The Washington Post recently reported that one of the largest seminaries in North America plans to offer a women-only concentration in "home-making." Southwestern Baptist Theological Seminary in Ft. Worth, Texas, hopes that the program will focus on assisting ministry wives on the ministry of "hospitality in the home--teaching women interior design as well as how to sew and cook." In addition, these women students will "also study children's spiritual, physical and emotional development."
From the face of it (not having memorized SWBTS's mission statement), it does look like this program is "off-mission" for a theological seminary. And yet, Southwestern's attempt to address the needs of future ministry wives raises an important issue to which seminaries, presbyteries, and local churches would do well to pay attention: namely, the need to care for ministry wives. And this is because our lack of attention to supporting the entire ministry family is destroying these families "in Jesus' name."
All too often, ministry wives bear the brunt of their husband's ministerial calling. While their husband dedicates himself to caring for the needs of the congregation--often working 50, 60, 70-hour weeks in doing so--the ministry spouse is expected to bear the absence of her husband with grace, dutifully raising their children as a single parent, sacrificing family meals for session meetings, and dealing with either the ambition or exhaustion of her ministry-focused husband.
Not only this, pastoral confidentiality often means that the ministry wife is the last to know what is going on (even when it seems the rest of the church somehow knows); or, on the other side, church members use the ministry wife as a conduit of gossip and (mis)information that they hope she will relay to her husband. She bears all things, internalizes all things, tries to smile at all things, and cries over all things.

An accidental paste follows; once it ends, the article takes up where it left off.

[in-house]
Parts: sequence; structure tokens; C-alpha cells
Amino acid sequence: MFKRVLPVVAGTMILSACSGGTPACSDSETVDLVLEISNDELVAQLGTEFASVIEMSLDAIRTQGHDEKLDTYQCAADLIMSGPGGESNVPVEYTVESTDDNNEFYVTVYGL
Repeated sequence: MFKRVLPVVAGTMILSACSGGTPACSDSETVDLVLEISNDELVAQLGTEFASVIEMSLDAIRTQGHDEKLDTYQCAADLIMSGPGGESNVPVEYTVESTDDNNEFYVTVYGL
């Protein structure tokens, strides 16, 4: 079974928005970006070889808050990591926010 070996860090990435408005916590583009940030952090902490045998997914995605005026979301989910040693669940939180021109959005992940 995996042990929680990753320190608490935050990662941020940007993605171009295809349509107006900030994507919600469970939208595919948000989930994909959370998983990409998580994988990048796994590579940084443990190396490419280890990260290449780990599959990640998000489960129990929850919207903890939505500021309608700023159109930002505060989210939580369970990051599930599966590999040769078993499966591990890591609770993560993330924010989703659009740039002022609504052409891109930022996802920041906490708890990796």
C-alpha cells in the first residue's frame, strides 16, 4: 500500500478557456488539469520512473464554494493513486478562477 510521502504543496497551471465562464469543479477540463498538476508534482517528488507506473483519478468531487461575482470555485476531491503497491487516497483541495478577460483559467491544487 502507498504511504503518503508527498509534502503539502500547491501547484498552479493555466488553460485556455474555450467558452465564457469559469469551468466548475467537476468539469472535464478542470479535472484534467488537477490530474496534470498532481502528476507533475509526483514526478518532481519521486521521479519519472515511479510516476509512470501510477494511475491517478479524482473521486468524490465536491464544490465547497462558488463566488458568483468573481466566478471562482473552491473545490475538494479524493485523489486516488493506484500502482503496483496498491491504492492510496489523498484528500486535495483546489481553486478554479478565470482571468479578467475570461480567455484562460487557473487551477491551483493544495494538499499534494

And sometimes ministry wives fail--because the local church fails, their husbands fail, the support system fails, and they fail. But above all, I wonder if our (i.e. churches, presbyteries, and seminaries) failure to recognize, name, and attempt to talk about the challenges of ministry for a couple's marriage contributes to all of this.
It is one of the areas of discovery that my colleague, Bob Burns, has uncovered in his research through the programs of Covenant Seminary's Center for Ministry Leadership (CML)--ministry marriages are a signficant contributor to sustaining pastoral excellence (or pastoral failure); and we continue to wrestle over what his findings mean for Seminary education at our shop. And that's why, while Southwestern's answer may be wrong-headed, at least they are trying to think through how to support future ministry wives.
Maybe our presbyteries, seminaries, and local churches need to engage in a sustained and meaningful conversation about tangible and meaningful ways we can support and care for ministry wives. We need to do this for the sake of our sisters, for the sake of the church, and for the sake of Jesus' name.